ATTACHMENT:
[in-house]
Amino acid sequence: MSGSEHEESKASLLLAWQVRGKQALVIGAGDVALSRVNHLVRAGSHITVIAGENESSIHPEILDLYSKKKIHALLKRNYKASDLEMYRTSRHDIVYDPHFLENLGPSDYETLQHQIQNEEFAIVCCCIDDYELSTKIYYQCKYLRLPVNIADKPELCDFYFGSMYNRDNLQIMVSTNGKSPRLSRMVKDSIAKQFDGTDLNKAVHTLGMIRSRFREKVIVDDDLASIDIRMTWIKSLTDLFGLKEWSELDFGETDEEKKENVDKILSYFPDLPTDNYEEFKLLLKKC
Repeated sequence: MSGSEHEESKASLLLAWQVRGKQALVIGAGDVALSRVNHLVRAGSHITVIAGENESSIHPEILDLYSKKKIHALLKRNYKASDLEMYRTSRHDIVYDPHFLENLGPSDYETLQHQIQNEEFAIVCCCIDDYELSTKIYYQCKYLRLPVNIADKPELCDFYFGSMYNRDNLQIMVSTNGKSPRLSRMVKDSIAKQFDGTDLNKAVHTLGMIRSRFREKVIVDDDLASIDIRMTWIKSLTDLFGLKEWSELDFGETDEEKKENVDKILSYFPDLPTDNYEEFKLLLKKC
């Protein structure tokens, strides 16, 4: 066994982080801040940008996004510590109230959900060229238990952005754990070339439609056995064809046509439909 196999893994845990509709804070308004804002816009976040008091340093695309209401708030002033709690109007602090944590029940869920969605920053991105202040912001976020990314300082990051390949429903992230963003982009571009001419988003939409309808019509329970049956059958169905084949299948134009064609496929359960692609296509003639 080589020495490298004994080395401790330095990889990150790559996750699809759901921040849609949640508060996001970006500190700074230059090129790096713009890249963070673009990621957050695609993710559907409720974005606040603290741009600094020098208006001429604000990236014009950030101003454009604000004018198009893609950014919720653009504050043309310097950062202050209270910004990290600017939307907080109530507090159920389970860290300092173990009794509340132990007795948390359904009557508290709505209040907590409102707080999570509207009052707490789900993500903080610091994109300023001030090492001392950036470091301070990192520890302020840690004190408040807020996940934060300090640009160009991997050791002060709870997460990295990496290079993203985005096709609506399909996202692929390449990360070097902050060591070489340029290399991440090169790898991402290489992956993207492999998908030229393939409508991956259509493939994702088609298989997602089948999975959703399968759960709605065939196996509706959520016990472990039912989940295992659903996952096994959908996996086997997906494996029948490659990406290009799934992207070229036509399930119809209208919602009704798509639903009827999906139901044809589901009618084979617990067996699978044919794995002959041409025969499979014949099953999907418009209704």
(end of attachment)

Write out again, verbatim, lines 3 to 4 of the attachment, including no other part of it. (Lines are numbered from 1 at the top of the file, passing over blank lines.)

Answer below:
Repeated sequence: MSGSEHEESKASLLLAWQVRGKQALVIGAGDVALSRVNHLVRAGSHITVIAGENESSIHPEILDLYSKKKIHALLKRNYKASDLEMYRTSRHDIVYDPHFLENLGPSDYETLQHQIQNEEFAIVCCCIDDYELSTKIYYQCKYLRLPVNIADKPELCDFYFGSMYNRDNLQIMVSTNGKSPRLSRMVKDSIAKQFDGTDLNKAVHTLGMIRSRFREKVIVDDDLASIDIRMTWIKSLTDLFGLKEWSELDFGETDEEKKENVDKILSYFPDLPTDNYEEFKLLLKKC
């Protein structure tokens, strides 16, 4: 066994982080801040940008996004510590109230959900060229238990952005754990070339439609056995064809046509439909 196999893994845990509709804070308004804002816009976040008091340093695309209401708030002033709690109007602090944590029940869920969605920053991105202040912001976020990314300082990051390949429903992230963003982009571009001419988003939409309808019509329970049956059958169905084949299948134009064609496929359960692609296509003639 080589020495490298004994080395401790330095990889990150790559996750699809759901921040849609949640508060996001970006500190700074230059090129790096713009890249963070673009990621957050695609993710559907409720974005606040603290741009600094020098208006001429604000990236014009950030101003454009604000004018198009893609950014919720653009504050043309310097950062202050209270910004990290600017939307907080109530507090159920389970860290300092173990009794509340132990007795948390359904009557508290709505209040907590409102707080999570509207009052707490789900993500903080610091994109300023001030090492001392950036470091301070990192520890302020840690004190408040807020996940934060300090640009160009991997050791002060709870997460990295990496290079993203985005096709609506399909996202692929390449990360070097902050060591070489340029290399991440090169790898991402290489992956993207492999998908030229393939409508991956259509493939994702088609298989997602089948999975959703399968759960709605065939196996509706959520016990472990039912989940295992659903996952096994959908996996086997997906494996029948490659990406290009799934992207070229036509399930119809209208919602009704798509639903009827999906139901044809589901009618084979617990067996699978044919794995002959041409025969499979014949099953999907418009209704």